Universal pharmacare

For the over 20% of Canadians with inadequate coverage, universal pharmacare would mean not having to sacrifice other necessities

4 April 2022

Pharmacist standing in front of shelves of medication

Did you know that Canada is the only country in the world with universal health care that does not provide universal coverage for prescription drugs? Prescription drug coverage varies depending on which province you live in and from person to person. Here are some facts:

Canada has been examining universal pharmacare for decades and five separate national commissions have recommended that medically necessary prescription drugs be included in Canada’s universal, public health insurance system. The most recent report, A Prescription for Canada: Achieving Pharmacare for All outlines how it can be achieved and financed, even suggesting universal pharmacare could reduce total annual prescription expenditures by $4.2 billion. It also went on to say that “removing out of pocket costs for the medications used to treat just three health problems—diabetes, cardiovascular disease and chronic respiratory conditions—would result in up to 220,000 fewer emergency room visits and 90,000 fewer hospital stays annually. This has the potential to save the health care system up to $1.2 billion a year—just for those three diseases.”

What’s also important is that it could benefit employers. Research from the University of British Columbia and University of Toronto concluded that private citizens and corporations could save more than $8 billion with universal pharmacare, with the average business owner who provides drug coverage saving over $750 annually per employee. For small businesses, many of which cannot afford drug benefits for their employees, pharmacare should make it easier to recruit and retain employees and maintain a healthy workforce.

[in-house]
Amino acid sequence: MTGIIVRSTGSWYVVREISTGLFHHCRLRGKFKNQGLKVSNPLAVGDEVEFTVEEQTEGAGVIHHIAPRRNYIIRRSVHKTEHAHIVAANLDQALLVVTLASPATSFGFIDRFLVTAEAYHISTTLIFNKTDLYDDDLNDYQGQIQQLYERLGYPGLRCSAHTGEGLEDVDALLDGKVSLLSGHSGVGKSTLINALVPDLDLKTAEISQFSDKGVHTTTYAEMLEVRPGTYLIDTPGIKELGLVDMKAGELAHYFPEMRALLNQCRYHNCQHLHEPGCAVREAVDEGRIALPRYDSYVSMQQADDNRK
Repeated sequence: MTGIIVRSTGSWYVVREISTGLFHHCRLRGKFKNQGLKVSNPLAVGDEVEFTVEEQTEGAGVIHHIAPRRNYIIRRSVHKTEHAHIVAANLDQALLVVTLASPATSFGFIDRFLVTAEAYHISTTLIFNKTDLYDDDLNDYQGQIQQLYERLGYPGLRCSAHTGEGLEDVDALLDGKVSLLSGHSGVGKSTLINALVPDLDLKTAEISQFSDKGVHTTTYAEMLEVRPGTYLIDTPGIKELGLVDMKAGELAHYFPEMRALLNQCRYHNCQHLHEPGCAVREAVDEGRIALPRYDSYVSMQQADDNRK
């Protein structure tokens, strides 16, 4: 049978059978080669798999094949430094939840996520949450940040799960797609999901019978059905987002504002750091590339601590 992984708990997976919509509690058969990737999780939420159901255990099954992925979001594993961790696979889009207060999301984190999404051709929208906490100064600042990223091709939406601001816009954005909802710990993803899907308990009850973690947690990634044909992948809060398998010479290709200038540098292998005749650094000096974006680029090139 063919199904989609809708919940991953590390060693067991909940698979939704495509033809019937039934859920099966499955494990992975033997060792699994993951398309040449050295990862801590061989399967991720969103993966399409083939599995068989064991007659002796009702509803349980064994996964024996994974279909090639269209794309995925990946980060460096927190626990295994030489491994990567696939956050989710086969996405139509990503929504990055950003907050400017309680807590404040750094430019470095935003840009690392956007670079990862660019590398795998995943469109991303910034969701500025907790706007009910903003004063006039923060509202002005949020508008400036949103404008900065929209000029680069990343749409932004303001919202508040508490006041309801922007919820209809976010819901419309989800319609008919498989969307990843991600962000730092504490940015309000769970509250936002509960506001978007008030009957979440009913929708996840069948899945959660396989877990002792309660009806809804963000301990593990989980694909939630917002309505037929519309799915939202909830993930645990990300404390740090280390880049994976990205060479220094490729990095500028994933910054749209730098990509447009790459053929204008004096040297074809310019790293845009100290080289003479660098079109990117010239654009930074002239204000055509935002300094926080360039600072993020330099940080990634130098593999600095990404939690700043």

It's no wonder that nine out of ten Canadians support the idea of a national pharmacare program with 77% saying it should be a high priority for government.

We’re pleased to see the federal government making a commitment to move on national pharmacare and we’ll be eagerly awaiting further details in the coming year.


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This article originally appeared in the E4A newsletter. Get the latest information on poverty in Calgary.